When does your parent want to move from his or her home? Nationally, more than 90% of seniors say, "Never." Yet that ideal doesn't always work out. So how do you begin a conversation about housing and care, knowing there's a possibility your parent might need to move? Sometimes framing the subject of moving in terms of options allows your parent to think of it in a different light.
Many things: health, home upkeep, finances, loneliness can affect the timing of a senior's move. Here are some scenarios to run by your parent. Possibilities, if you will.
1. Some people stay put and hire in-home care.
2. Some seniors move soon while they're in good health and can enjoy the amenities, knowing health care is available later if and when they need it.
3. Some people who care for their spouse find relief by moving to a retirement community. They receive help with domestic duties such as cooking and cleaning, and the staff can help their spouse with personal needs such as bathing and dressing. The caregiver-spouse drops the title of caregiver, and is free to be the spouse.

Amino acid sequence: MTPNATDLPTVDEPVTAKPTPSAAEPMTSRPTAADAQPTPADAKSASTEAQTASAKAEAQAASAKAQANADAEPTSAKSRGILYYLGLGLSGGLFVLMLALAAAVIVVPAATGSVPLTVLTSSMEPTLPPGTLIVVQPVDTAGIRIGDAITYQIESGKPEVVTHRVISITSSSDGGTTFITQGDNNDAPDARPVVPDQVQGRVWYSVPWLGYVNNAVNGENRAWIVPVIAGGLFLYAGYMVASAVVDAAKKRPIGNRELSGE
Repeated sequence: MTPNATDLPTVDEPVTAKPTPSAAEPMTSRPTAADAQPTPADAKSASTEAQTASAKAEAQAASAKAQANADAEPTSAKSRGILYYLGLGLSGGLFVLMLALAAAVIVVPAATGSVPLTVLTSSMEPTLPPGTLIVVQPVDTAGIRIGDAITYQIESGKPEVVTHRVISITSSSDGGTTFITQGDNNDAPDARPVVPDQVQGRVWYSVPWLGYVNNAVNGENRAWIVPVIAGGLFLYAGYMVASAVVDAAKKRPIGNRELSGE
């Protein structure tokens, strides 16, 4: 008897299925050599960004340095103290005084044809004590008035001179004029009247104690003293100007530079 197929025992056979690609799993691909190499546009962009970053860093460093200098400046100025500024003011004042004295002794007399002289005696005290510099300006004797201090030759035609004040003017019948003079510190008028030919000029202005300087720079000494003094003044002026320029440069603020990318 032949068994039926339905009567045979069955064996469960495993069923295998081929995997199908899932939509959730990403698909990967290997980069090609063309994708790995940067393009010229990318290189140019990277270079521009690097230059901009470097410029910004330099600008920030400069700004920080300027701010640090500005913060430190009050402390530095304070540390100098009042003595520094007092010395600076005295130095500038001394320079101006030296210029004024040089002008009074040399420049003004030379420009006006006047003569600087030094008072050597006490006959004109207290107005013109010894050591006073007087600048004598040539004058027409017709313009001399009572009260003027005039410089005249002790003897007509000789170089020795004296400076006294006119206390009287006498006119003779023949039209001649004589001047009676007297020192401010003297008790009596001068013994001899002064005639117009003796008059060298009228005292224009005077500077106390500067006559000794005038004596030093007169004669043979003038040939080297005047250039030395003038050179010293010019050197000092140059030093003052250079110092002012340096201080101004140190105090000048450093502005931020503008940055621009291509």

4. Others move when the cost of in-home care exceeds the cost of assisted living. In-home care runs about $25 an hour or more in many parts of the country. Often six to eight hours of care a day will cost as much or more as assisted living.
5. Still others move following a medical emergency such as a hospitalization, or because a physician says 24-hour care is needed.
6. Others may not have to move at all!
There's no magical time, but circumstances and key people in your parent's life will help him or her determine when the time is right.